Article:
Date Published: March 21, 2016

Surety1 flew over to Hawaii to visit clients and participate in Douglass Trade show’s annual conference, the Hawaii Building, Facilities & Property Management Exposition on April 9 and 10.  The convention was targeted at private building owners and managers to meet with vendors about all matters concerning facilities management.  As one of those matters, we felt the important need to shed light to the benefits of surety bonds for private owners.  Anyone in the public works arena is familiar with performance and payment bonds, since it is a state and federal law to provide such bonds to guaranty construction projects.  However, bonds can also be required by private owners to guaranty successful and on-time completion of work, and to protect against potential liens for unpaid suppliers and  subcontractors.

Hawaii Expo

Hawaii Buildings, Facilities & Property Management Expo


Many owners were very interested in learning more about how a surety bond can protect them against contractor defaults.  The process is easy once one understands the basics of bonding, and when/if they should be requiring bonds.

How Does a Performance and Payment  Bond Protect the Owner?

Simple.  The performance bond guaranties to the owner, that the contractor will perform the agreed work to specifications of the contract. This would mean at the agreed price, time, warranty, and acceptable manner that the contract specifically states.  In short, if an owner hires a contractor and he/she defaults on the contract at any stage, the performance bond would guaranty the surety company would hire another contractor to successfully complete the project at no additional cost to the owner.  The payment bond ensures that all 1st and 2nd tier subcontractors and suppliers are paid on the project.  This helps to minimize liens on the building as subs and suppliers are protected by the payment bond, a more efficient way to protect ones rights to payment.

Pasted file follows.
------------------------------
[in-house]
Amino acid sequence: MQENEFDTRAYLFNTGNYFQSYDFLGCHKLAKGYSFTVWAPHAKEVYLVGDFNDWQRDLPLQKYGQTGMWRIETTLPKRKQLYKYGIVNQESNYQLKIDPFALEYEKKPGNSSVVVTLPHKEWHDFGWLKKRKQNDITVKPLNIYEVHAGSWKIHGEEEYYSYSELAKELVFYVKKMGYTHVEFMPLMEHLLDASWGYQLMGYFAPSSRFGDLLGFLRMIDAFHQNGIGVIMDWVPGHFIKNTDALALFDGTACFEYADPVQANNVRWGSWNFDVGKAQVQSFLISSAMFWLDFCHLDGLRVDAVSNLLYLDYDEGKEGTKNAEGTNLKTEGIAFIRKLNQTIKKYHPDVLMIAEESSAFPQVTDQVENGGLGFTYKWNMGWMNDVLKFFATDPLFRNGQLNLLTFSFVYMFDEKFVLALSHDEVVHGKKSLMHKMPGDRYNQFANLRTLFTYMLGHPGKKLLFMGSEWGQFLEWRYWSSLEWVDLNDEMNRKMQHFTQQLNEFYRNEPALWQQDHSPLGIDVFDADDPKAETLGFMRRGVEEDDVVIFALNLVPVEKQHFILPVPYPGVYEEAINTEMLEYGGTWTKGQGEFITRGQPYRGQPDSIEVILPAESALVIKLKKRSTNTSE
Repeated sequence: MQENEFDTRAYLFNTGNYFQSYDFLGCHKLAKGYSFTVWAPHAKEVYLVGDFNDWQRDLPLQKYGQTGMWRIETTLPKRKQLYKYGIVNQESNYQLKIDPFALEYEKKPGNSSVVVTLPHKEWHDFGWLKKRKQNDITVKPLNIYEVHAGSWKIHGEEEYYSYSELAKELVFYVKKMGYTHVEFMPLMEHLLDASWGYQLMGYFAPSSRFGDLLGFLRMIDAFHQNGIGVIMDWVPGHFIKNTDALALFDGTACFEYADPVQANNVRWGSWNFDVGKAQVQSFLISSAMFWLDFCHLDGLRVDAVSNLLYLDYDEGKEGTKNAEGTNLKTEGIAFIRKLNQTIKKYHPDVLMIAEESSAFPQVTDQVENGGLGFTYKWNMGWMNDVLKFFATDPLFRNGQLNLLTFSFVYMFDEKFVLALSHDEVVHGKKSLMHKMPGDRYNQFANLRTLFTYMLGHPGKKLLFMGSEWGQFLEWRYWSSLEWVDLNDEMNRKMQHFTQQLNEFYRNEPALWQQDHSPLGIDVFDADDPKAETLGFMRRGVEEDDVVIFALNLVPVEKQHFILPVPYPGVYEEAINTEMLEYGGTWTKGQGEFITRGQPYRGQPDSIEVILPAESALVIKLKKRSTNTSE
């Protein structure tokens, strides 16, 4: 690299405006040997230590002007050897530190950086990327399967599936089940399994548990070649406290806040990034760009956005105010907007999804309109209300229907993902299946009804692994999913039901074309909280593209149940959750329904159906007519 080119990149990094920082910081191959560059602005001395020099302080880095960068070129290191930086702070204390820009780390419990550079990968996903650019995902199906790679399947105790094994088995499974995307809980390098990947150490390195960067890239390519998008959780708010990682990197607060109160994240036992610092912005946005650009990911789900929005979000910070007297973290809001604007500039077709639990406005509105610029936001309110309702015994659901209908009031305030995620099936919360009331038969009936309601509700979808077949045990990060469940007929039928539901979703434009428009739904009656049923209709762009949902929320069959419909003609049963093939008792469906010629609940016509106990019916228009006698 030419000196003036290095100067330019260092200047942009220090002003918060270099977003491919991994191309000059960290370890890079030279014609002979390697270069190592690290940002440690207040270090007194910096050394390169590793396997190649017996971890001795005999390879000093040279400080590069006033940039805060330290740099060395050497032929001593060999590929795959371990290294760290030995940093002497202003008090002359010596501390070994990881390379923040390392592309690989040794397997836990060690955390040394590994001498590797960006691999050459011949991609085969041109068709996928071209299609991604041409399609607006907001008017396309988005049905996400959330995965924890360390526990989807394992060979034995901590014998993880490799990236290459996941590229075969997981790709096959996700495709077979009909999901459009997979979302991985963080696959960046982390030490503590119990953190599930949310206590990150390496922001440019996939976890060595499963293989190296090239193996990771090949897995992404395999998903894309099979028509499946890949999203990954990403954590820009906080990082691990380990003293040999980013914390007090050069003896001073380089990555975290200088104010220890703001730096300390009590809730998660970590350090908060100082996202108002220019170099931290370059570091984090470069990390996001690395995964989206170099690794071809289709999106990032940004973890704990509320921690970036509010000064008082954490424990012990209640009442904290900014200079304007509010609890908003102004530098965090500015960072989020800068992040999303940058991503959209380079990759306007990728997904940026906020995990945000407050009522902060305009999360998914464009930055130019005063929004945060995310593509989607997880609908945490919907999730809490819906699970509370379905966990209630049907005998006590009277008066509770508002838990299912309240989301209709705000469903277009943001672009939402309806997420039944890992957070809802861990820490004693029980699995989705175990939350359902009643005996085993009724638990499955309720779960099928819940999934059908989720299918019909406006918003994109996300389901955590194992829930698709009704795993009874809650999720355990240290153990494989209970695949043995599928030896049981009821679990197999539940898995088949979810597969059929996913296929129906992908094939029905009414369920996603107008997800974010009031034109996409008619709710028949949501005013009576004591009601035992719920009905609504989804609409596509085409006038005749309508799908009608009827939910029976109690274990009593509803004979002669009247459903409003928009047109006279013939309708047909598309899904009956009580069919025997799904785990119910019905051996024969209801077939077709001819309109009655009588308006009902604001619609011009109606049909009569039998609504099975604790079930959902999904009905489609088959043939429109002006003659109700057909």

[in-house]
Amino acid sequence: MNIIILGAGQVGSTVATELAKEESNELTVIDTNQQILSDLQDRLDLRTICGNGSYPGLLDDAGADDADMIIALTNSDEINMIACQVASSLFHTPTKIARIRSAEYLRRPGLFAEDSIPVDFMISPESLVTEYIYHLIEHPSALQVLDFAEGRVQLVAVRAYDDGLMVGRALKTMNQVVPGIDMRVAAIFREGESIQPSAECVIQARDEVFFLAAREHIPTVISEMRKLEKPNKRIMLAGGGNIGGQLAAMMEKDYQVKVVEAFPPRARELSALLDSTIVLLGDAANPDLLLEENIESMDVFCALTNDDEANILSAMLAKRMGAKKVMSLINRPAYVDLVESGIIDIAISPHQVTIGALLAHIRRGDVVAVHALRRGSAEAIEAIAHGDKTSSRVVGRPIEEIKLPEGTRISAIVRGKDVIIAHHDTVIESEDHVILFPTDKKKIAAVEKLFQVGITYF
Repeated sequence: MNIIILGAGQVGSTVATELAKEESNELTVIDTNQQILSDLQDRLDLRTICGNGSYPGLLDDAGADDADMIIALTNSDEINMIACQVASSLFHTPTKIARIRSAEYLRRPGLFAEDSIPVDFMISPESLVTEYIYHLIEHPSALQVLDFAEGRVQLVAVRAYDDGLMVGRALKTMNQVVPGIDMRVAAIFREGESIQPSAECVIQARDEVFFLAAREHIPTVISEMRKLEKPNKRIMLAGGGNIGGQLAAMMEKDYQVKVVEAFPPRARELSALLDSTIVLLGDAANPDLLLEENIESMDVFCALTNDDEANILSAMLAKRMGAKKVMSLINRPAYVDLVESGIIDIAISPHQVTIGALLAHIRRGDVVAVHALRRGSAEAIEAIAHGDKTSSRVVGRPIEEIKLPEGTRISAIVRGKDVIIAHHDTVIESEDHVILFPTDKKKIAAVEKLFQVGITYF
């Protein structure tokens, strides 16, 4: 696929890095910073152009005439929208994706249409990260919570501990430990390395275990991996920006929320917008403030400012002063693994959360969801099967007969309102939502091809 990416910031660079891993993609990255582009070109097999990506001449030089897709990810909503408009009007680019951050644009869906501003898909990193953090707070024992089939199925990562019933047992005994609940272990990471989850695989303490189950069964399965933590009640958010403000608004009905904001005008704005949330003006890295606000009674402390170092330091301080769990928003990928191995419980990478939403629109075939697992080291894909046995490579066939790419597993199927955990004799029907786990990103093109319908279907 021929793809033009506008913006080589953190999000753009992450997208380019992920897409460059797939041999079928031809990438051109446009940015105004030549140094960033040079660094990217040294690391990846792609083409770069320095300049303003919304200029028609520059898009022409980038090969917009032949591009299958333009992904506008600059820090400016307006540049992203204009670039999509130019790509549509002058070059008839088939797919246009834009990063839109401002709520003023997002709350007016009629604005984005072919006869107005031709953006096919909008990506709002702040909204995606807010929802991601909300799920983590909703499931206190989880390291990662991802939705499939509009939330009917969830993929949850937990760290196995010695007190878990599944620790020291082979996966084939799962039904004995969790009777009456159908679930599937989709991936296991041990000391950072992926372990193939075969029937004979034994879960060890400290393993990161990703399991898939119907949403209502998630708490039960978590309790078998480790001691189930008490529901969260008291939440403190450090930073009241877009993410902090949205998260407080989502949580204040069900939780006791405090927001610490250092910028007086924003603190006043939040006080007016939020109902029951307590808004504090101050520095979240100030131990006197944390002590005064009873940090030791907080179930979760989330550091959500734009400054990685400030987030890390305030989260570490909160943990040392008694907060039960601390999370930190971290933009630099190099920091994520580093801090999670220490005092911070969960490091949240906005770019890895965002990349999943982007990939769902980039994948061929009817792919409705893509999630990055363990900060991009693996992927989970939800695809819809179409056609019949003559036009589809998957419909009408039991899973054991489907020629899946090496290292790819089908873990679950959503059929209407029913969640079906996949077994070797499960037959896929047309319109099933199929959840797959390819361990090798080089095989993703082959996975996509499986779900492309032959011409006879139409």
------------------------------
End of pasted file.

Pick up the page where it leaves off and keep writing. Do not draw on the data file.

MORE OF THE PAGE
How Much Does a Performance Bond Cost the Owner?

This depends on many factors of the contractor but in general it would be between 1 and 3% of the contract amount.  Think of it as a small fee for complete piece of mind.

When Should an Owner Require a Bond?

It’s a tough question to answer but most owners typically require once jobs get over $100,000. Think of it this way: the larger the project, generally the more that can go wrong.  A bond protects the owner from wrongdoing. In fact, the simple act of requiring a bond on a project will weed out less qualified contractors from submitting bids.

What Should an Owner do Next if they Wish to Require a Bond on an Upcoming Project?

The owner should make it clear that when soliciting for bids, it clearly state that the project will require performance and payment bonds and the price should be included in the proposal. If as an owner reading this has any questions, they can always contact us direct at 877-654-2327 and ask for someone in the contract bond department.

Surety1 has been writing bonds in Hawaii since 2003. Our experts can assist in prequalifying contractors to working with owners on questions about bonding, and everything in between.


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